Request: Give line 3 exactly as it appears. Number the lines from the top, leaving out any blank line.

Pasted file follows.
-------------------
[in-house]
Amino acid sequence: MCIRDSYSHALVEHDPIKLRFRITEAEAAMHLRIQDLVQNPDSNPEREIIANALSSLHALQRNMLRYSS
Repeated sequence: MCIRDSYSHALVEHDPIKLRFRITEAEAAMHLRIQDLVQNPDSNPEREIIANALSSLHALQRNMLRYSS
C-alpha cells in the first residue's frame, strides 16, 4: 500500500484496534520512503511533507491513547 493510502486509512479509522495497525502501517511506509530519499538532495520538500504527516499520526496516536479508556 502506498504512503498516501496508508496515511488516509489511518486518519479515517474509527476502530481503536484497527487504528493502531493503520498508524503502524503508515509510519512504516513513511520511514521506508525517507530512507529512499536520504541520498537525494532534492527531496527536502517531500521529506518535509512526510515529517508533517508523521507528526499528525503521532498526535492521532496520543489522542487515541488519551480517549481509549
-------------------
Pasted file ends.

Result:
Repeated sequence: MCIRDSYSHALVEHDPIKLRFRITEAEAAMHLRIQDLVQNPDSNPEREIIANALSSLHALQRNMLRYSS